On the downside of mobile communication: An experimental study about the influence of setting-inconsistent pressure on employees’ emotional well-being

Lutz, Sarah ; Schneider, Frank M. ; Vorderer, Peter

DOI: https://doi.org/10.1016/j.chb.2019.106216
URL: https://www.sciencedirect.com/science/article/pii/...
Additional URL: https://www.researchgate.net/publication/337809689...
Document Type: Article
Year of publication: 2020
The title of a journal, publication series: Computers in Human Behavior
Volume: 105
Issue number: Article 106216
Page range: 1-39
Place of publication: Amsterdam [u.a.]
Publishing house: Elsevier
ISSN: 0747-5632
Publication language: English
Institution: School of Humanities > Medien- und Kommunikationswisseschaft (Vorderer 2010-)
Subject: 300 Social sciences, sociology, anthropology
Abstract: In times of permanent connectedness via mobile devices, availability demands often occur even across the boundaries between work and private life. Based on work–family border theory, this study examined how so-called setting-inconsistent pressure to be available influences employees' emotional well-being. For this purpose, an experimental 2 × 2 between-subjects design (N = 337) was conducted by manipulating setting-inconsistent pressure to be available (low vs. high) and type of setting-inconsistency (receiving a message from a colleague at home vs. receiving a message from a friend at work). Results indicated that pressure to be available beyond work–home boundaries significantly increased negative affect but had no influence on positive affect. Contrary to expectations, employees’ stress resilience did not moderate this effect. Furthermore, it made no difference whether boundaries were violated through private messages in the work domain or work-related messages in the private domain.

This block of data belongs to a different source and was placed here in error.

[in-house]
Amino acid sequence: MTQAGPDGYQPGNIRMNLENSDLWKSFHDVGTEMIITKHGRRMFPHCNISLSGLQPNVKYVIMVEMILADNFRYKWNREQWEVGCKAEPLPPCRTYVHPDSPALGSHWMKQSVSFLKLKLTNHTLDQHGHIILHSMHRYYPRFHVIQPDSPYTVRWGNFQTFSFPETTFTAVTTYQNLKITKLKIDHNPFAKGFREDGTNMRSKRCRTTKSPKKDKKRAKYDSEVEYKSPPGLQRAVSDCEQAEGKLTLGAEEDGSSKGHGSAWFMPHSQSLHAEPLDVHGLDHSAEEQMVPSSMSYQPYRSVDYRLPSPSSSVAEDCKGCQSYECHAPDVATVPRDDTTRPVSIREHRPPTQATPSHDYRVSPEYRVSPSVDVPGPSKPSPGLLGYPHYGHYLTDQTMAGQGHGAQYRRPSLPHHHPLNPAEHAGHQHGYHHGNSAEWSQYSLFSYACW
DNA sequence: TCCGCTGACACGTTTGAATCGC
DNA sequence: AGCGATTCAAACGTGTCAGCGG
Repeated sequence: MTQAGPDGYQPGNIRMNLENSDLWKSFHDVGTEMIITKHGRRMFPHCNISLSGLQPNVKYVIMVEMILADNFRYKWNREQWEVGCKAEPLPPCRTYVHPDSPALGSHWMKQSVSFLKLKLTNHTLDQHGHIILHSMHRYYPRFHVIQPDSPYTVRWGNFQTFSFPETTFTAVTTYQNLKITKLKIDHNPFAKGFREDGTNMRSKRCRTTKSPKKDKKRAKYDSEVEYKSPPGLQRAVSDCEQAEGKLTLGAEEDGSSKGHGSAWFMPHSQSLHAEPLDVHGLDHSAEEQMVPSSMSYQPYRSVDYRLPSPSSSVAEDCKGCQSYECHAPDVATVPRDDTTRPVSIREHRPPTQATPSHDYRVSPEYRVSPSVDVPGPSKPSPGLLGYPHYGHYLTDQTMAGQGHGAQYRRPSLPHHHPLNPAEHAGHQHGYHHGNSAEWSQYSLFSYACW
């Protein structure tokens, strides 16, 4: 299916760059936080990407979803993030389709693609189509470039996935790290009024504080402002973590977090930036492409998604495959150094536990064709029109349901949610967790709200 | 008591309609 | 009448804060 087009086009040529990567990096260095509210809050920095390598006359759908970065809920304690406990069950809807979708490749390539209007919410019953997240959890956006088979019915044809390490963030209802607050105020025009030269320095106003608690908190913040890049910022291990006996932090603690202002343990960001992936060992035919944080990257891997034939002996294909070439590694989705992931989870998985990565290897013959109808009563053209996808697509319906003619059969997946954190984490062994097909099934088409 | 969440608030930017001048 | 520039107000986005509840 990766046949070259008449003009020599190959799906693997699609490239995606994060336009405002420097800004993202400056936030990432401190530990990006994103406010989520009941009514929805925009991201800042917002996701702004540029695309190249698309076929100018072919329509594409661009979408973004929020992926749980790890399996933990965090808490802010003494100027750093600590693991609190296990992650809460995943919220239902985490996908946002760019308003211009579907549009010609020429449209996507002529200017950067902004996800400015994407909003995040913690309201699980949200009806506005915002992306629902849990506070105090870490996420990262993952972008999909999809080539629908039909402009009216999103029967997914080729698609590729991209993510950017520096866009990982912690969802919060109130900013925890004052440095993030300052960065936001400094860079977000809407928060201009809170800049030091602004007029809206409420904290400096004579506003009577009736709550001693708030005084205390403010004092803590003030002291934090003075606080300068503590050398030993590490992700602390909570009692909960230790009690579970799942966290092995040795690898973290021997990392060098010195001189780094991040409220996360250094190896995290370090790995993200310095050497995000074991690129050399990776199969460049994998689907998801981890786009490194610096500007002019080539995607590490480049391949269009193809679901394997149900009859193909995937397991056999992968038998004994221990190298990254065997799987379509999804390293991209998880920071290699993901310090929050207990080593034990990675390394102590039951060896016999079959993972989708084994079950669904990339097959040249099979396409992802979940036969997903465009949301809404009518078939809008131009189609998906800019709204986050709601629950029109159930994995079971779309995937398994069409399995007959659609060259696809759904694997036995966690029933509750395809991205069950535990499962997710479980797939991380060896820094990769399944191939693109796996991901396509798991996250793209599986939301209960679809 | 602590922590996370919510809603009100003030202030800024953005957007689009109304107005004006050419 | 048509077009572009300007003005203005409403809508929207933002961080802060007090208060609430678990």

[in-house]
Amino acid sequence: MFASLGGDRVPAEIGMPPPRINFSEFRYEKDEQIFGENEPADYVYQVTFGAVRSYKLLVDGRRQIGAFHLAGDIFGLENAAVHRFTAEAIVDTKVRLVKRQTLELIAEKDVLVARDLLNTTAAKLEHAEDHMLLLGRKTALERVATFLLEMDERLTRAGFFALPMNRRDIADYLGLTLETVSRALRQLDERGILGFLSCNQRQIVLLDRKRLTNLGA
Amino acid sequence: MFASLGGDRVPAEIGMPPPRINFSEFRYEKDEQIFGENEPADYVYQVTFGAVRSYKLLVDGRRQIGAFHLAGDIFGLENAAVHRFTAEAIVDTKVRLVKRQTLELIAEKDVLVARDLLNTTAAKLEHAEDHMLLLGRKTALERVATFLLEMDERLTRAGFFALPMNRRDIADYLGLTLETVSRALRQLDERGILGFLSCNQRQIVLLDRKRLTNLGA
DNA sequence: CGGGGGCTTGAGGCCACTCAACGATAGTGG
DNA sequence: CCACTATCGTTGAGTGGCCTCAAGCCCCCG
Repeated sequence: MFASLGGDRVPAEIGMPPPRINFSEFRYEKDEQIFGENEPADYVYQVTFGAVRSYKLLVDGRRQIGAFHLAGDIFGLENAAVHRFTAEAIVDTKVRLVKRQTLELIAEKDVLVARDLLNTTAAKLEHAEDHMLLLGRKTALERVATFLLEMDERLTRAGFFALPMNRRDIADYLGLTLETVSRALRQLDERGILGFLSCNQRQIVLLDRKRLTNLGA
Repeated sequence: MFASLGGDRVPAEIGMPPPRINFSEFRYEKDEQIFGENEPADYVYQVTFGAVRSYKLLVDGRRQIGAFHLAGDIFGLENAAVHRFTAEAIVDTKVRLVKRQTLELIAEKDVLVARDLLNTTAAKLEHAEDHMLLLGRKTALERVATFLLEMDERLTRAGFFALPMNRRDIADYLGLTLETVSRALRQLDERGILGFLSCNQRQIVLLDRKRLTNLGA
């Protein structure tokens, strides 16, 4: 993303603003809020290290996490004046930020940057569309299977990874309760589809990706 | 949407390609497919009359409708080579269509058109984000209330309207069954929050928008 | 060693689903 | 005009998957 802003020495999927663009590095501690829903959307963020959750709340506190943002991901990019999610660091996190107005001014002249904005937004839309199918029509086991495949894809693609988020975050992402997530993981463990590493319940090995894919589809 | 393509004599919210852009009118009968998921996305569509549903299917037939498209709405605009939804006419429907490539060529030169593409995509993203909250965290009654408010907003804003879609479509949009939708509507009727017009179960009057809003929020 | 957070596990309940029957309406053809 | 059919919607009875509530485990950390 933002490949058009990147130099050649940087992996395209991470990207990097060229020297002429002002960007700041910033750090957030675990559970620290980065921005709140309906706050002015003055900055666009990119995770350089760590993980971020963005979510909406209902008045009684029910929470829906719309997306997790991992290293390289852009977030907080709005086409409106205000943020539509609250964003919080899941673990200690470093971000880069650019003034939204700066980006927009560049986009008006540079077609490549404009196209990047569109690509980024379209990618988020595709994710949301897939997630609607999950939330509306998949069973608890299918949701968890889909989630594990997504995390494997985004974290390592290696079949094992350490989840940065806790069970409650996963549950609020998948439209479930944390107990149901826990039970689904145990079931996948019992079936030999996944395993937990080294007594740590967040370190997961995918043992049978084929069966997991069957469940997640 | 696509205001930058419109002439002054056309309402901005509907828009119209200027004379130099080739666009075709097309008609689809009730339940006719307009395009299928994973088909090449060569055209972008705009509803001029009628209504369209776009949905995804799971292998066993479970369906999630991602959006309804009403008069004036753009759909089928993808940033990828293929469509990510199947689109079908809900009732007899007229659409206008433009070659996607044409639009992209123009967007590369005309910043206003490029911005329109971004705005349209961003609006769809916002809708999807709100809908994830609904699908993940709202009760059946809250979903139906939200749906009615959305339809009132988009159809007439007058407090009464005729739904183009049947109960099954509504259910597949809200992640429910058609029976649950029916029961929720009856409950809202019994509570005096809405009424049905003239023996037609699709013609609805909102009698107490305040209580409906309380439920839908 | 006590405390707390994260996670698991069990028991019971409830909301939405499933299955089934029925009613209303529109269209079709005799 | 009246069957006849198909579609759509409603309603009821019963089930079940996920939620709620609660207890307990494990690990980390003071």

Dieser Eintrag ist Teil der Universitätsbibliographie.

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